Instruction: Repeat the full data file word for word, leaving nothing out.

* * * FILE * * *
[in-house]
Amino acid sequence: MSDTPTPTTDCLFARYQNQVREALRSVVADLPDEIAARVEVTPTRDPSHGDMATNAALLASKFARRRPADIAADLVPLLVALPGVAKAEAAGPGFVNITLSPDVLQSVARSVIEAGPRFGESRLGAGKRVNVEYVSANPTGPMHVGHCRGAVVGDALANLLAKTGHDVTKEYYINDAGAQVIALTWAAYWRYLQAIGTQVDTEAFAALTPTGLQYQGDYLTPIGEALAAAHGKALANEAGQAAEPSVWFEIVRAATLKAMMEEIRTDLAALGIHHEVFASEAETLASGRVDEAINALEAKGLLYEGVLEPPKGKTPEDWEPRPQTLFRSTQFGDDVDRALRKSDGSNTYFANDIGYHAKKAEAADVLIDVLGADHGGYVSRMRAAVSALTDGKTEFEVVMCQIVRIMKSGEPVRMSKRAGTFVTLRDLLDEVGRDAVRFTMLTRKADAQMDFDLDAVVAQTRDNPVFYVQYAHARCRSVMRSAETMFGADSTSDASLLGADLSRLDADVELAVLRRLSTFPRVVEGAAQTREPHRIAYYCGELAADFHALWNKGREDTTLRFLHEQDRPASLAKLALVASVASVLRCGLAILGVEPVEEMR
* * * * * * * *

[in-house]
Amino acid sequence: MSDTPTPTTDCLFARYQNQVREALRSVVADLPDEIAARVEVTPTRDPSHGDMATNAALLASKFARRRPADIAADLVPLLVALPGVAKAEAAGPGFVNITLSPDVLQSVARSVIEAGPRFGESRLGAGKRVNVEYVSANPTGPMHVGHCRGAVVGDALANLLAKTGHDVTKEYYINDAGAQVIALTWAAYWRYLQAIGTQVDTEAFAALTPTGLQYQGDYLTPIGEALAAAHGKALANEAGQAAEPSVWFEIVRAATLKAMMEEIRTDLAALGIHHEVFASEAETLASGRVDEAINALEAKGLLYEGVLEPPKGKTPEDWEPRPQTLFRSTQFGDDVDRALRKSDGSNTYFANDIGYHAKKAEAADVLIDVLGADHGGYVSRMRAAVSALTDGKTEFEVVMCQIVRIMKSGEPVRMSKRAGTFVTLRDLLDEVGRDAVRFTMLTRKADAQMDFDLDAVVAQTRDNPVFYVQYAHARCRSVMRSAETMFGADSTSDASLLGADLSRLDADVELAVLRRLSTFPRVVEGAAQTREPHRIAYYCGELAADFHALWNKGREDTTLRFLHEQDRPASLAKLALVASVASVLRCGLAILGVEPVEEMR